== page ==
“Who stole the cookies in the cookie jar?” is a well-known lyric, but I doubt if one has been written about the English equivalent - the biscuit barrel. That alliteration just lends itself to a catchy tune! Britons have used biscuit barrels to keep their homemade biscuits since the 18th century. Their air tightness for long term storage was however much less effective than our modern tins and plastic containers, therefore they were more useful for transporting or presenting one’s fragile baked concoctions. The term ‘biscuit box’ was originally used to describe a smaller rectangular vessel, the precursor of our ‘biscuit tin’, while a ‘biscuit barrel’ most commonly labelled a small barrel-shaped biscuit tin, similar to large storage barrels. Today, the term ‘biscuit barrel’ is used to label antique biscuit jars of various forms, not just the barrel shaped. Several decorative examples are in Whangarei Museum’s collection.
Biscuits, as a favoured snack for people at any time, rendered biscuit barrels essential items in most homes, alongside tea caddies. A new fashion for taking afternoon tea along with increased availability of bulk tea, coffee and commercially made biscuits, led to an increased popularity in biscuit barrel use during the 19 th century. Victorian biscuit barrels, like many other domestic items, became highly ornamented with frilly applique and floral transfer prints, perfect for guests to admire at the tea table. One of the domestic items in Whangarei Museum’s Bedlington bequest is a Royal Doulton ceramic biscuit barrel. A rounded cube shape, its white body is covered in delicate under-glaze hand painted flowers surrounded by a cobalt blue border. Gilded filigree designs gently overlap the blue sections and the floral design. Its brass lid has been embossed with botanical wreaths and topped with an ornamental handle. Similar biscuit barrels could be made from silver, silver plated tin, or glass, but Royal Doulton specialised in ceramic wares. Founded in 1815 by trio John Doulton, Martha Hones and John Watts, Doulton started producing ceramic ware like jars, mugs and industrial pipes. While initially focusing on utilitarian products, the company gradually turned to decorative wares. In 1882 they expanded their production in Lambeth, London, by adding a new studio in Burslem, Stoke-on-Trent, the pottery hub of northern England. John’s son Henry took over in 1873, bringing with him a greater artistic focus and collaborating with local artists and art students. The new pieces became so popular that Henry Doulton was knighted by Queen Victoria in 1887, and, after Henry’s death in 1897, the Burslem factory was granted a Royal warrant from King Edward VII. Many Royal Doulton biscuit barrels were matched in design with a tea set. You will find these can be marked with the signatures of Doulton & Watts, then Doulton & Co. or, from 1902, Royal Doulton. Our biscuit barrel dates to the 1920s, the last big era of the biscuit barrel, before they were surpassed by biscuit tins which could be purchased readily filled with biscuits from the grocers. This period was also the biggest period of growth for Royal Doulton’s decorative figures and tableware. Doulton’s designers favoured floral designs and nature scenes but also started introducing Art Deco styles. With their pretty designs and fine materials marking them as decorative pieces, not just food receptacles, it is not hard to see why antique biscuit barrels are collectable items today. The colourful floral decoration, hand painting and ornate gold details mark this particular barrel as both a piece of art and an important symbol of Royal Doulton’s manufacturing history, which is still going strong today.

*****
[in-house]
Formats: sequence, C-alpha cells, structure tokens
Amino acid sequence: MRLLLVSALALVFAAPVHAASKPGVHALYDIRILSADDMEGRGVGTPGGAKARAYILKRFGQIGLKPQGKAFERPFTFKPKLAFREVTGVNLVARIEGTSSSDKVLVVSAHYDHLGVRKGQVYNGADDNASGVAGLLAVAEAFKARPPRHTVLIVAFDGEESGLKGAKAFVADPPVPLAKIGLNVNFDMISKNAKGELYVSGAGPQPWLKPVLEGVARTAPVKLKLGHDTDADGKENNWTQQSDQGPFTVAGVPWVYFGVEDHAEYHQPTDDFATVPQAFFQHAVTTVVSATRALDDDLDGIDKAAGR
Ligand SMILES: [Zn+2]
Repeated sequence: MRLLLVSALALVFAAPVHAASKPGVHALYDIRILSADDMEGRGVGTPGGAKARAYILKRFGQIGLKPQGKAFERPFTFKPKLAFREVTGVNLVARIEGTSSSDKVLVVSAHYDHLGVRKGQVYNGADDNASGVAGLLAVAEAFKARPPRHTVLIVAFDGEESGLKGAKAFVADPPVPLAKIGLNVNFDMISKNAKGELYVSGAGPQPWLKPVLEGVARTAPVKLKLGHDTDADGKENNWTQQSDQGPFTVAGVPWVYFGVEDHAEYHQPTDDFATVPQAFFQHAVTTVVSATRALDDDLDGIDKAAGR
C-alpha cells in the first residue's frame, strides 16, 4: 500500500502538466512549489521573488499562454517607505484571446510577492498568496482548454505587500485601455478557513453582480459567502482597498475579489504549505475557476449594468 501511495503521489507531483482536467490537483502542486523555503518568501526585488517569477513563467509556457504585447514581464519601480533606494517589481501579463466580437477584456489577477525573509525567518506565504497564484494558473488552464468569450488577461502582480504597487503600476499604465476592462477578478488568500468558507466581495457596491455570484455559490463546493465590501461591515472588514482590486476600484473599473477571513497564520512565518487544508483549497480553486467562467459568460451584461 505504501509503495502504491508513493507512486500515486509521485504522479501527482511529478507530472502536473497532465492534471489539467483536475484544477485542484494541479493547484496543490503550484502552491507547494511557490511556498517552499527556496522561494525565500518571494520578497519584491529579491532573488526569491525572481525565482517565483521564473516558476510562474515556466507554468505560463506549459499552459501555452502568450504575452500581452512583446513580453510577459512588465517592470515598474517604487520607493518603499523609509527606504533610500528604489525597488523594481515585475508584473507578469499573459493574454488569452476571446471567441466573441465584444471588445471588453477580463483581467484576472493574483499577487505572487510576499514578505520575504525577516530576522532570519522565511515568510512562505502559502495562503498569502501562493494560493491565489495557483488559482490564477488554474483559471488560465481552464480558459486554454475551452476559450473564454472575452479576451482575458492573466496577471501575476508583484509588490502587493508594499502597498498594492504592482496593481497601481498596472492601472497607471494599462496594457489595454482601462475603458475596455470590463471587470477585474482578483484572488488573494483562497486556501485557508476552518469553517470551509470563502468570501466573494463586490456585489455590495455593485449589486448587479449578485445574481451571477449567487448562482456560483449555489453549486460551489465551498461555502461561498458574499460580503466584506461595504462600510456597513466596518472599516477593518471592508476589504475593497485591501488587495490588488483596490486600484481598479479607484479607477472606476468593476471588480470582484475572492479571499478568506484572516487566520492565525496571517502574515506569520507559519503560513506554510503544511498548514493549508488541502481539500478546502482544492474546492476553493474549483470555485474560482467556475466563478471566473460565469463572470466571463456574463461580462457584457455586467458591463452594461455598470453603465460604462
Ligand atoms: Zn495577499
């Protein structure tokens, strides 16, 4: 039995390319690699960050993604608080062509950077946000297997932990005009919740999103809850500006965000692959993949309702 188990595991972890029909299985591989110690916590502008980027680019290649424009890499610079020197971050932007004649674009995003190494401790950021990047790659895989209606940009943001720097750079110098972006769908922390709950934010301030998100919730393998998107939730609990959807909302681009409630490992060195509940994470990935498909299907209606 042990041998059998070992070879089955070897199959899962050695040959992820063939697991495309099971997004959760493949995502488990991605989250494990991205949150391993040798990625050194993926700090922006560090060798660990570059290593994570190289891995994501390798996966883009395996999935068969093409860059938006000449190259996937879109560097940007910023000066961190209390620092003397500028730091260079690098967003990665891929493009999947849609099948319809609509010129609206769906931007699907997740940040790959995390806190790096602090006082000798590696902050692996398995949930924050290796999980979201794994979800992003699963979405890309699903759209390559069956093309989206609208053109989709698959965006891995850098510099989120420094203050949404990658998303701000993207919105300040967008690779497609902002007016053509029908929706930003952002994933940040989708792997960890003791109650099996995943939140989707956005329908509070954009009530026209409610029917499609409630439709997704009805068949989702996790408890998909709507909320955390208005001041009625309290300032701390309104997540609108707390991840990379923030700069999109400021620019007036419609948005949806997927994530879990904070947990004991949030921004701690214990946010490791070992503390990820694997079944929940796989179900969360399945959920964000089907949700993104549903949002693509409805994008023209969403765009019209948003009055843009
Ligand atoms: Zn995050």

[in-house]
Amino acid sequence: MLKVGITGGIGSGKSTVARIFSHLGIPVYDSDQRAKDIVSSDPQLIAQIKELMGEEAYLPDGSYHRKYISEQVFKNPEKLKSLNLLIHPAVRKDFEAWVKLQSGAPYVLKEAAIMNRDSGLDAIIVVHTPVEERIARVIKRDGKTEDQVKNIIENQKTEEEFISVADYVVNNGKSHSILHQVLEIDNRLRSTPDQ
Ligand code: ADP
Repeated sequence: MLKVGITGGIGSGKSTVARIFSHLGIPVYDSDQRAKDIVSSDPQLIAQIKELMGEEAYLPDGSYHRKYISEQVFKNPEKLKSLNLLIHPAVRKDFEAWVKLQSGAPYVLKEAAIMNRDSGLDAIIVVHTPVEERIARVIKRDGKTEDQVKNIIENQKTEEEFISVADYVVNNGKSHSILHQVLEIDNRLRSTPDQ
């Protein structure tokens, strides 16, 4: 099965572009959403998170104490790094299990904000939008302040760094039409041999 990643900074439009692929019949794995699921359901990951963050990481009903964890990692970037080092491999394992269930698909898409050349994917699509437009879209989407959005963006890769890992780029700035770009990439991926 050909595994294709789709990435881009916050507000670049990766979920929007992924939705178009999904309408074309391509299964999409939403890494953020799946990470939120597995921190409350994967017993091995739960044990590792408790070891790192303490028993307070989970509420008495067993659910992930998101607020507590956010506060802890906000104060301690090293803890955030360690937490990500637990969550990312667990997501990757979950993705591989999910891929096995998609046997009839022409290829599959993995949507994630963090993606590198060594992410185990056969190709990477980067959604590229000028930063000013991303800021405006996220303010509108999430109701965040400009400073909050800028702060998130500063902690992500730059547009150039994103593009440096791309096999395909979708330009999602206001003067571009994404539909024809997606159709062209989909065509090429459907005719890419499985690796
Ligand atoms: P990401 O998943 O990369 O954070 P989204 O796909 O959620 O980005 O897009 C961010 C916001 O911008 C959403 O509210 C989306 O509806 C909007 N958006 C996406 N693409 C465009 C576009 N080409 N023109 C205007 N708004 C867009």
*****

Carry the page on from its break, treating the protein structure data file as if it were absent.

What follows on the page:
Exhibitions Curator, Whangarei Museum
27 May 2020